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Author Topic: Question re: Parenting and Law School  (Read 629 times)

janeset

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Question re: Parenting and Law School
« on: August 10, 2005, 01:44:46 AM »
I am in the process of applying to law school and I am trying to decide whether to go FT or PT.  I have two school age children with the usual assortment of activities.  I do have some assistance from my parents and from my ex.  Question is would I be crazy to try to go FT day? ??? I do have the option of PT day but it will limit my school choices.

Advice from those already "in the trenches" would be appreciated.

Thanks

lincolnsgrandson

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Re: Question re: Parenting and Law School
« Reply #1 on: August 10, 2005, 07:20:21 AM »
I only know one single parent in law school, and she had a rough time.  It's hard enough if you try it with another parent at home. 

But keep in mind the career opportunities that stem from your school choice.  Are you looking at top tier schools?  There are a few that have part-time programs, including Georgetown and Fordham.

PaperChaserGirl

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Re: Question re: Parenting and Law School
« Reply #2 on: August 10, 2005, 07:38:32 AM »
I have a kid and I am going 3/4 time, but I am married which helps. He travels a lot so it makes it seem like I do it alone. If they are in school--then you can probably take classes during the week and get your reading done for the week/with some reviewing time in there too. Finals time is a little more difficult--but if you have a strong support system--you will be able to pull it off. Could you test the waters your first semester taking a class less than full time? Maybe get yourself acclomated.(sp?)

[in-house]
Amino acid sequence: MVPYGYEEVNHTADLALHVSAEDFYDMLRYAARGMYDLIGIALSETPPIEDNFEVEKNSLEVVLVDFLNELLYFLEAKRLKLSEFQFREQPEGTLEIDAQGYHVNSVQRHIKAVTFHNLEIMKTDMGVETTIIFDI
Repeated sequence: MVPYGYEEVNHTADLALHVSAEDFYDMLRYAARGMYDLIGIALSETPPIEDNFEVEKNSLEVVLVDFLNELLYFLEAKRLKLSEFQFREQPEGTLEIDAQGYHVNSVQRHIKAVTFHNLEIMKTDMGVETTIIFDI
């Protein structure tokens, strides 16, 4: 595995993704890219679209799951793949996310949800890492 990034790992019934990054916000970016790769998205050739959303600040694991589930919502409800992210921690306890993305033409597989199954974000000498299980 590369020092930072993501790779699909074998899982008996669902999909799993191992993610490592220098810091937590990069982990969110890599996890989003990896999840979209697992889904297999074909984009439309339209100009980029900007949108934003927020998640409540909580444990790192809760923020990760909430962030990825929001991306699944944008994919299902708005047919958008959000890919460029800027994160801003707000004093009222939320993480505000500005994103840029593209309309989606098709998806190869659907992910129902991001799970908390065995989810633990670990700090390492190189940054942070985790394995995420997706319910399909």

good luck!

RUSewCrazy

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Re: Question re: Parenting and Law School
« Reply #3 on: August 10, 2005, 07:48:43 AM »
Look at the non-trad board for a similar discussion on this topic. My classes don't start for two weeks, so I can't answer your questions based on first-hand knowledge. I also decided between FT and PT, and chose FT because it would allow me to completely focus on school and still give me sometime to see my children during the evening. PT school would also require me to work full-time, leaving no time to see family.

I don't think it's at all crazy to do full-time with kids - if I thought it was crazy I wouldn't even be making the attempt. You know your own strengths and capabilities, just do the research as your are applying for schools. Talk to the admissions people - ask if there are many families in the law school, you'll either get the "blank stare" or something like "oh yea, we have tons of families!" or else will give you examples of other parents, single or otherwise. That was a big clue for me.

hammerk

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Re: Question re: Parenting and Law School
« Reply #4 on: August 20, 2005, 01:53:58 PM »
I am a 3rd year law student who has 3 kids and is also going to be having another baby in October. I think it's definitely possible to go to school fulltime and raise kids too, but it will be a lot of work. Make sure you have a good support system and expect that your first year will be the hardest because the school usually dictates what classes at what times you have to attend school during your first year. The second and third years you can create your own schedule, and it makes it really easy to be home when you want to be.
I made it through 2 years so far, and even commuted 2 hours each way my first year. It was tiring, but I was a fulltime student so I could be home in the evenings with the kids, and because they were in school anyway during the day (except my youngest was in daycare.)
I encourage anyone with kids to not let having a family get in the way of your own goals and dreams, and I think law schools need students with families to push them to create schedules of classes that work better for parenting students, etc.
At Seattle University School of Law we created a student organization for students who have families (we call it FUN- Families United Network) and it's a great way for all of us to network with each other. Some members even swap daycare hours. It's been really good for our school to have our organization on campus because those without kids are now aware of those of us who do, and they have been very supportive when planning events, etc.
Good luck with your law school endeavors!
Kathleen